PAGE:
In the Journals

Diet modification may improve QOL in IBD

Quality of life in patients with inflammatory bowel disease can be improved through dietary modification, according to a study published by the Oxford University Press on behalf of Crohn’s & Colitis Foundation.

“Despite data supporting clinical improvements using dietary therapy in IBD, we have fewer data evaluating the impact of dietary interventions on patient-recorded QOL,” Anita Chandrasekaran, MD, MPH, a clinical fellow at Yale School of Medicie, and colleagues wrote.

Researchers conducted an uncontrolled clinical trial to examine the efficacy of an autoimmune protocol diet in adults with active IBD. The dietary intervention by the researchers included a 6-week elimination phase of grains, legumes, nightshades, dairy, eggs, coffee, alcohol, nuts and seeds, processed sugars, oils, anti-inflammatory drugs and food additives. After completion of this phase, researchers conducted a 5-week maintenance phase wherein food group reintroduction was not allowed.

The final study cohort included 15 participants aged at least 18 years with active Crohn’s disease, nine with Crohn’s disease and six with ulcerative colitis. The participants completed a short inflammatory bowel disease questionnaire at baseline, and during weeks 3, 6, 9 and 11.

Results showed that 73% of participants achieved clinical remission by week 6 and maintained remission throughout the 5-week maintenance phase. Five patients with UC and two patients with CD completed follow-up endoscopy. Mayo endoscopy subscore improved by more than 1 point for 80% of the patients.

“Our study suggests that the [autoimmune protocol] diet has the potential to significantly improve QOL within a relatively short time frame, including during the elimination phase of dietary therapy,” Chandrasekaran and colleagues wrote.

The researchers noted that it is necessary to conduct larger randomized controlled trials to assess long-term efficacy and effects on QOL of dietary therapy for patients with IBD. – by Erin T. Welsh

Disclosure: Chandrasekaran reports no relevant financial disclosures. Please see the full study for all other authors’ relevant financial disclosures.

Quality of life in patients with inflammatory bowel disease can be improved through dietary modification, according to a study published by the Oxford University Press on behalf of Crohn’s & Colitis Foundation.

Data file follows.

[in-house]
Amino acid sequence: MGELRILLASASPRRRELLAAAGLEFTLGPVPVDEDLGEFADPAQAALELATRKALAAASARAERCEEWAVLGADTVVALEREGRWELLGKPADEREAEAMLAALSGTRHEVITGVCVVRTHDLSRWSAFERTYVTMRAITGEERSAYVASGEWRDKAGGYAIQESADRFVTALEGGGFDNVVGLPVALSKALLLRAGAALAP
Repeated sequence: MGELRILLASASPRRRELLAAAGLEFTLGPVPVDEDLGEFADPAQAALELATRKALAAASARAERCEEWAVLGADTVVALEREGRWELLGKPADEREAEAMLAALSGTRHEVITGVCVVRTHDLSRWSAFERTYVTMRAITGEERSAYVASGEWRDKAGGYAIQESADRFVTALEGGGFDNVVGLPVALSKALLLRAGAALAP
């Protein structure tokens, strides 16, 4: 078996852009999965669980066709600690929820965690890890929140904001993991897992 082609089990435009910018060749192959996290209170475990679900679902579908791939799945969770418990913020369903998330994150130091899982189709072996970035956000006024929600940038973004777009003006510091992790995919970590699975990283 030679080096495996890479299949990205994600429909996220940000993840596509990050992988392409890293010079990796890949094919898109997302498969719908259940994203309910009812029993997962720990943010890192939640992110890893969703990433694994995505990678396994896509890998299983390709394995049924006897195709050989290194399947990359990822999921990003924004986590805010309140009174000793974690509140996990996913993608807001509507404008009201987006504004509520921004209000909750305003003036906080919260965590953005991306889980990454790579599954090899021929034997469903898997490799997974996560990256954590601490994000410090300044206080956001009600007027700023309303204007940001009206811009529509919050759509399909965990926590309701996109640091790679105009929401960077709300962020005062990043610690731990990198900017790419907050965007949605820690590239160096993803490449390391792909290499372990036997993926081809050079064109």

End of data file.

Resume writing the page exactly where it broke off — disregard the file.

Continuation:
“Despite data supporting clinical improvements using dietary therapy in IBD, we have fewer data evaluating the impact of dietary interventions on patient-recorded QOL,” Anita Chandrasekaran, MD, MPH, a clinical fellow at Yale School of Medicie, and colleagues wrote.

Researchers conducted an uncontrolled clinical trial to examine the efficacy of an autoimmune protocol diet in adults with active IBD. The dietary intervention by the researchers included a 6-week elimination phase of grains, legumes, nightshades, dairy, eggs, coffee, alcohol, nuts and seeds, processed sugars, oils, anti-inflammatory drugs and food additives. After completion of this phase, researchers conducted a 5-week maintenance phase wherein food group reintroduction was not allowed.

The final study cohort included 15 participants aged at least 18 years with active Crohn’s disease, nine with Crohn’s disease and six with ulcerative colitis. The participants completed a short inflammatory bowel disease questionnaire at baseline, and during weeks 3, 6, 9 and 11.

Results showed that 73% of participants achieved clinical remission by week 6 and maintained remission throughout the 5-week maintenance phase. Five patients with UC and two patients with CD completed follow-up endoscopy. Mayo endoscopy subscore improved by more than 1 point for 80% of the patients.

“Our study suggests that the [autoimmune protocol] diet has the potential to significantly improve QOL within a relatively short time frame, including during the elimination phase of dietary therapy,” Chandrasekaran and colleagues wrote.

The researchers noted that it is necessary to conduct larger randomized controlled trials to assess long-term efficacy and effects on QOL of dietary therapy for patients with IBD. – by Erin T. Welsh

Disclosure: Chandrasekaran reports no relevant financial disclosures. Please see the full study for all other authors’ relevant financial disclosures.

    See more from Nutrition Resource Center